Another milestone in the long and tortuous Crossrail saga was passed last week when Gordon Brown announced the Government’s commitment to build the scheme.
This is not of course the first time that Crossrail has been given the go-ahead. Originally planned in the early 1990s, to provide a direct east-west rail route through central London, it was launched and subsequently abandoned by John Major's Government. Revised in principle when Labour came into Government in 1997, it still had to wait the best part of two Parliaments before legislation to authorize construction was introduced. And while the Crossrail Bill has been progressing through Parliament over the past two years, there remained a degree of uncertainty while the financial package necessary to fund this large and expensive scheme was put in place.
Few people dispute the need for Crossrail. Without it London traffic would almost certainly grind to a halt within two decades. It is also vital to the continuing success of London's economy linking many of the capital's economic powerhouses – Heathrow Airport, the West End and City of London, Canary Wharf and the Thames Gateway.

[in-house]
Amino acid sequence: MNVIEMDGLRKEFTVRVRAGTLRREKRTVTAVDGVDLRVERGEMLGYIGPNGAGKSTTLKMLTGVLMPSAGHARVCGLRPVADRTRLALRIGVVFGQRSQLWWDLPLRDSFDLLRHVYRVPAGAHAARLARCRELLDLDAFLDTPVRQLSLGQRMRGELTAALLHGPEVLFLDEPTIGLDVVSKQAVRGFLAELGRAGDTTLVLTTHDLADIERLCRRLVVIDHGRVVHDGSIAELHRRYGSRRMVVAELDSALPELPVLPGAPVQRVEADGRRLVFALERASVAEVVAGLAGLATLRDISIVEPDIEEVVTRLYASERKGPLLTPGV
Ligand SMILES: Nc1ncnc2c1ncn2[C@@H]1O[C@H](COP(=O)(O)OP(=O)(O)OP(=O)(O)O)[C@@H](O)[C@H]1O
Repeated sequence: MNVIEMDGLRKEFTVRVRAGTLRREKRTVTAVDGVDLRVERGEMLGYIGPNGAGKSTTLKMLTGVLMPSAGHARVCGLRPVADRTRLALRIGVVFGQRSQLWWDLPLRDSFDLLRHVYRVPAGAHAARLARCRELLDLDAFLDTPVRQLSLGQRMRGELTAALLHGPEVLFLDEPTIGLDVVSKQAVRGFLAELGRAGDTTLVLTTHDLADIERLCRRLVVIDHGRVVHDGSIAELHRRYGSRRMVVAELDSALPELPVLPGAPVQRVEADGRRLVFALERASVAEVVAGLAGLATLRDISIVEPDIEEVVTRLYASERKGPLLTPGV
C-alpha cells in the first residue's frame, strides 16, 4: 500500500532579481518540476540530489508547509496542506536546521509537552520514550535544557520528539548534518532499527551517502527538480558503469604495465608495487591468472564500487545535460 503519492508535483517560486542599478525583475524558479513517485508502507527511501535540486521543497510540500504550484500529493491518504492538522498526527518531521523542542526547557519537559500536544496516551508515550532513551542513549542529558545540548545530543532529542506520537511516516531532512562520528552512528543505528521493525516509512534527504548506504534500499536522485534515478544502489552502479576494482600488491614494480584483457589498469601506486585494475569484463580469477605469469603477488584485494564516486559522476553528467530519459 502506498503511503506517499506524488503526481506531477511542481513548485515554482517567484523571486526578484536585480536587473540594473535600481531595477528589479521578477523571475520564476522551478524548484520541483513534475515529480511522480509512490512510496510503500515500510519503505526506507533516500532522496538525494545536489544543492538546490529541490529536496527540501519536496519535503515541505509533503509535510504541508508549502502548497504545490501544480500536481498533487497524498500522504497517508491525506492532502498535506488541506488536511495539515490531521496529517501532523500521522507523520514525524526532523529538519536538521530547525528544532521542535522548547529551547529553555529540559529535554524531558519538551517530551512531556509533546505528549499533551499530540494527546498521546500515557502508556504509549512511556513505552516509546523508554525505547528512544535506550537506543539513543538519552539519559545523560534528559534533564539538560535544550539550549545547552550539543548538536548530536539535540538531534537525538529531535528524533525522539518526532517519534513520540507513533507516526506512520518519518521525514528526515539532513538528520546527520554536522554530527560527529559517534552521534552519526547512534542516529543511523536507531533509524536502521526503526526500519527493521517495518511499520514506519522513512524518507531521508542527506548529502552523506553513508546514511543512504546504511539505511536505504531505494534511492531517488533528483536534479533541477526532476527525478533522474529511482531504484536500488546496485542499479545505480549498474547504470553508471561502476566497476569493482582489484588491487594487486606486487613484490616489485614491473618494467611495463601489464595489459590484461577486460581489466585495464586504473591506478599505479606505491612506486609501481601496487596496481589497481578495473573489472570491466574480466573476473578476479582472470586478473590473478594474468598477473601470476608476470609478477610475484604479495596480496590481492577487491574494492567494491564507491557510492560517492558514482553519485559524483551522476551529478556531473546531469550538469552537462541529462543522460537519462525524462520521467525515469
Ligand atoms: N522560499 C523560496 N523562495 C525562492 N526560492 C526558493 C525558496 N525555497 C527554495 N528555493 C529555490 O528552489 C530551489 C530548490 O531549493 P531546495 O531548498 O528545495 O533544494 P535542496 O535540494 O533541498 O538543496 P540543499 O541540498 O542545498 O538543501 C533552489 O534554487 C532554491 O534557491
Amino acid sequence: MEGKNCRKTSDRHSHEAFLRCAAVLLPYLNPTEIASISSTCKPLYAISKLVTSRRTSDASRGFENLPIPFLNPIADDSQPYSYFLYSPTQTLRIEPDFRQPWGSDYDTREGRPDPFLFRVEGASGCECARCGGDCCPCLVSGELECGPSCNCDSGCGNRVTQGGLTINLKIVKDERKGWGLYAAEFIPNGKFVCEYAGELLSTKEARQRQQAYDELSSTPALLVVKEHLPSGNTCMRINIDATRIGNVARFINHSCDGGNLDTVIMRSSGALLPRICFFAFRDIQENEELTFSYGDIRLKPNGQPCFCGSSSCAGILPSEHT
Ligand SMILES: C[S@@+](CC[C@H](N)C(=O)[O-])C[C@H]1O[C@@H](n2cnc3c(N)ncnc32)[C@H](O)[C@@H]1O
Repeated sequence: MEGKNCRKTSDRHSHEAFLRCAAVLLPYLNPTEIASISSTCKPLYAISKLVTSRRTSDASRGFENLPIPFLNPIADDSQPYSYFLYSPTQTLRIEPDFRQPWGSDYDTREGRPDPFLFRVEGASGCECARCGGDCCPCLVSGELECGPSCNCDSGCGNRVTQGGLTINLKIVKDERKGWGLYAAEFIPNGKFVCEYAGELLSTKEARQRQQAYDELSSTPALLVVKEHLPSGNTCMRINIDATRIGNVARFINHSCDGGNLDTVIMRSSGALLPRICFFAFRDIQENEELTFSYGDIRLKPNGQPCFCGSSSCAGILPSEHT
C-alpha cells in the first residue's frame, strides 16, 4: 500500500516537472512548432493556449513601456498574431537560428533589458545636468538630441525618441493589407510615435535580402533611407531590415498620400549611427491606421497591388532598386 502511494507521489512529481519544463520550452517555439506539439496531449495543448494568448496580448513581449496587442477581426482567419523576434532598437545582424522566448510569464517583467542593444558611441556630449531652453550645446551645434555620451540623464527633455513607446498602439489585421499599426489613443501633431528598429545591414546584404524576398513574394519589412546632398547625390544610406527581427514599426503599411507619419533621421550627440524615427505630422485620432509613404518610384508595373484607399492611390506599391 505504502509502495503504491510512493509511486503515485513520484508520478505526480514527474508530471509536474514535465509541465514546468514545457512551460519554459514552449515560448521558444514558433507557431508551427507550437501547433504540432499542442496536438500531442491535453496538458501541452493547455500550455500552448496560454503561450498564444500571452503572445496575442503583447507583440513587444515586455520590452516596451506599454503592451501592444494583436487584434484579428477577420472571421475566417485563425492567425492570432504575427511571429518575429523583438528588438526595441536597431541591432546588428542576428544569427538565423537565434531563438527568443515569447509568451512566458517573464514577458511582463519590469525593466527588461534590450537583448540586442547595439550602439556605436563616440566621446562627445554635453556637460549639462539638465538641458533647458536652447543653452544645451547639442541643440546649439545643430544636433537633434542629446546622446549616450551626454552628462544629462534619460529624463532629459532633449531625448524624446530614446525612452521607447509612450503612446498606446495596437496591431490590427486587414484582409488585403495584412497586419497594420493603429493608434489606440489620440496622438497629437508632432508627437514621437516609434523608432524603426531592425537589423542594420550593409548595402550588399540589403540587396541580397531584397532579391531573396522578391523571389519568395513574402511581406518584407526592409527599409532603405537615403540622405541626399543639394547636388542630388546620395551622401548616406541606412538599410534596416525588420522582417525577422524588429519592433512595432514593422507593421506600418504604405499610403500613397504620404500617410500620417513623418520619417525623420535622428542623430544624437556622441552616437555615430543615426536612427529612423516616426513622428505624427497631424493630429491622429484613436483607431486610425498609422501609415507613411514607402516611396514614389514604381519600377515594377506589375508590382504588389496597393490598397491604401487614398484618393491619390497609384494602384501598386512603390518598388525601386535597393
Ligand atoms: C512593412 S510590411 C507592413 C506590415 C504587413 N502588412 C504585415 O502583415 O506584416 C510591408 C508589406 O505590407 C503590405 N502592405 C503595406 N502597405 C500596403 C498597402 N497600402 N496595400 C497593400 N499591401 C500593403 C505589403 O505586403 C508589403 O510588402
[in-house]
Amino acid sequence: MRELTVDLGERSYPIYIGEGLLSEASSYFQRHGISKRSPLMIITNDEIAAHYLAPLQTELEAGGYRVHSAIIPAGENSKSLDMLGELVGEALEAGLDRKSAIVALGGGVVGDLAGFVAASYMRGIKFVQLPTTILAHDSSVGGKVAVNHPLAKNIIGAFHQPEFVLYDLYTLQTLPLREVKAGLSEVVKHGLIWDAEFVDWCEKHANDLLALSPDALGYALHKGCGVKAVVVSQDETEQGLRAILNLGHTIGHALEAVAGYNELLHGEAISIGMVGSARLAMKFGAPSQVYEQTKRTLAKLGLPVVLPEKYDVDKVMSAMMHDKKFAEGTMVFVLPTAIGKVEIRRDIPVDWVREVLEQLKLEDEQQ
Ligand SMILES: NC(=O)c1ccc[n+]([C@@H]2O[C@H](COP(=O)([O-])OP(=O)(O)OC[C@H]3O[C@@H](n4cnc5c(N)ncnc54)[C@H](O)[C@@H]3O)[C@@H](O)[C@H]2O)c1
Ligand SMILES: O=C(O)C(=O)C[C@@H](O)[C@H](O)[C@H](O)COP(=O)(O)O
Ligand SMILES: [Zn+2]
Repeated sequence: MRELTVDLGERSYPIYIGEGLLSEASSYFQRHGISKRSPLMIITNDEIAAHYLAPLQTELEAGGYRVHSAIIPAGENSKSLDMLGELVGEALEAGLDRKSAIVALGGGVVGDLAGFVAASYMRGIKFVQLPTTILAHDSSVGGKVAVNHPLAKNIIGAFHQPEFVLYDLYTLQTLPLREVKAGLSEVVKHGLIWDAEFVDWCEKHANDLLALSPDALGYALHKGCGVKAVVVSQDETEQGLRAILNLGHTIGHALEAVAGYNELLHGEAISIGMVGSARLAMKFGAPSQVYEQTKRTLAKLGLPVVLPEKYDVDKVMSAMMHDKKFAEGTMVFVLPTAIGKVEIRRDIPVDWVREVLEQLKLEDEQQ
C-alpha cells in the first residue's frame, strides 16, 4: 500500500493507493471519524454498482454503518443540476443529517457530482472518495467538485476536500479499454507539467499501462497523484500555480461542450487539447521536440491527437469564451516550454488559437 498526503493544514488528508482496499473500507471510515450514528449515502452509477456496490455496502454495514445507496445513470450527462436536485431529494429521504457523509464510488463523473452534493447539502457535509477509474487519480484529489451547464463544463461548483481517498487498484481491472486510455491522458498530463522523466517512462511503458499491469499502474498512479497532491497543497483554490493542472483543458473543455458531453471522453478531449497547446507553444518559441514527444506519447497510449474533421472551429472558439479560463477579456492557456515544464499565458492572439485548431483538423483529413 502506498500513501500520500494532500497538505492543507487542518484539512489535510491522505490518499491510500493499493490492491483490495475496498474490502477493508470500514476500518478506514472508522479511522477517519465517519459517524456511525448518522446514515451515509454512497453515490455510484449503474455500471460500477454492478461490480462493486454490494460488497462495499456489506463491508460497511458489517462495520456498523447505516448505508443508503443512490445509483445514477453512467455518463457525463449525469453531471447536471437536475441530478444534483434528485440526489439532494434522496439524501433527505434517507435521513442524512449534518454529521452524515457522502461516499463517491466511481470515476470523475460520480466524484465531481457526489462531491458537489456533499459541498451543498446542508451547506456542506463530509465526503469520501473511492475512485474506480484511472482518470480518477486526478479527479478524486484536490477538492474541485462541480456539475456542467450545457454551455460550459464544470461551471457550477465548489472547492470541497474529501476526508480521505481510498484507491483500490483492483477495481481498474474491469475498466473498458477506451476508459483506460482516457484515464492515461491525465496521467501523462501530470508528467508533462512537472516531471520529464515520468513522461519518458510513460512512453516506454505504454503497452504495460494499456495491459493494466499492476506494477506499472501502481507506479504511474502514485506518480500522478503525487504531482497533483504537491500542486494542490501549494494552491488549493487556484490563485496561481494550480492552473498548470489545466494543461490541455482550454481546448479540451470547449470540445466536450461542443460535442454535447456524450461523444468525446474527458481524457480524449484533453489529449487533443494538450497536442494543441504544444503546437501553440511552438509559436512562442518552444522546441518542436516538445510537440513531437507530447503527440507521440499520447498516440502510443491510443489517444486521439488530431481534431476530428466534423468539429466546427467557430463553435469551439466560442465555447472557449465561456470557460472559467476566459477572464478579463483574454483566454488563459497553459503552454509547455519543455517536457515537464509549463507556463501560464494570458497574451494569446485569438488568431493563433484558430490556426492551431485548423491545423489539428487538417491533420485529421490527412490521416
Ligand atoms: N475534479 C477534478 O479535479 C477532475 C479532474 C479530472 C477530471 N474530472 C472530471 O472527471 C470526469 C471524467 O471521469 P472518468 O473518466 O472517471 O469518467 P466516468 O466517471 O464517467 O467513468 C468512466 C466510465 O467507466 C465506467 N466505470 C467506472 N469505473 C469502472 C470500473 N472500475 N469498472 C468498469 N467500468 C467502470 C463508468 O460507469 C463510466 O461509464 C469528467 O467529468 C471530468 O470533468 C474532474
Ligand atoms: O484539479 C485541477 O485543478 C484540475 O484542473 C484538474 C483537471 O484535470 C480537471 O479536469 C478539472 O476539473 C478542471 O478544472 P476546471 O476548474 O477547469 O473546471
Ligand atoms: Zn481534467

The engineering challenges are formidable, but the Crossrail team, ably led by Doug Oakervee, has demonstrated its feasibility and long-term economic benefits. The funding formula which has now been put in place rests on four main financial pillars – fare box revenues, government grant, direct contributions from businesses along the route and a supplementary business rate applying to all London businesses with a rateable value over £50,000.
Those of us who have championed Crossrail over the years have had to fight dogged campaigns to get where we are today. In South-East London we faced a real setback three years ago when, in an effort to reduce the then burgeoning costs of the scheme, the Government unexpectedly dropped the planned Woolwich Station that would have brought huge regeneration benefits to one of London's most disadvantaged areas. That decision was reversed earlier this year as a consequence of hard campaigning and a financial contribution from the businesses likely to benefit in Woolwich. But even as recently as last week there were worrying suggestions that the South-East London branch from Canary Wharf to Woolwich and Abbey Wood might be deferred by three years from the planned 2017 completion date.
Mercifully that threat has receded, so we can now look forward to the whole Crossrail scheme receiving Parliamentary approval next summer.
Nick Raynsford is MP for Greenwich & Woolwich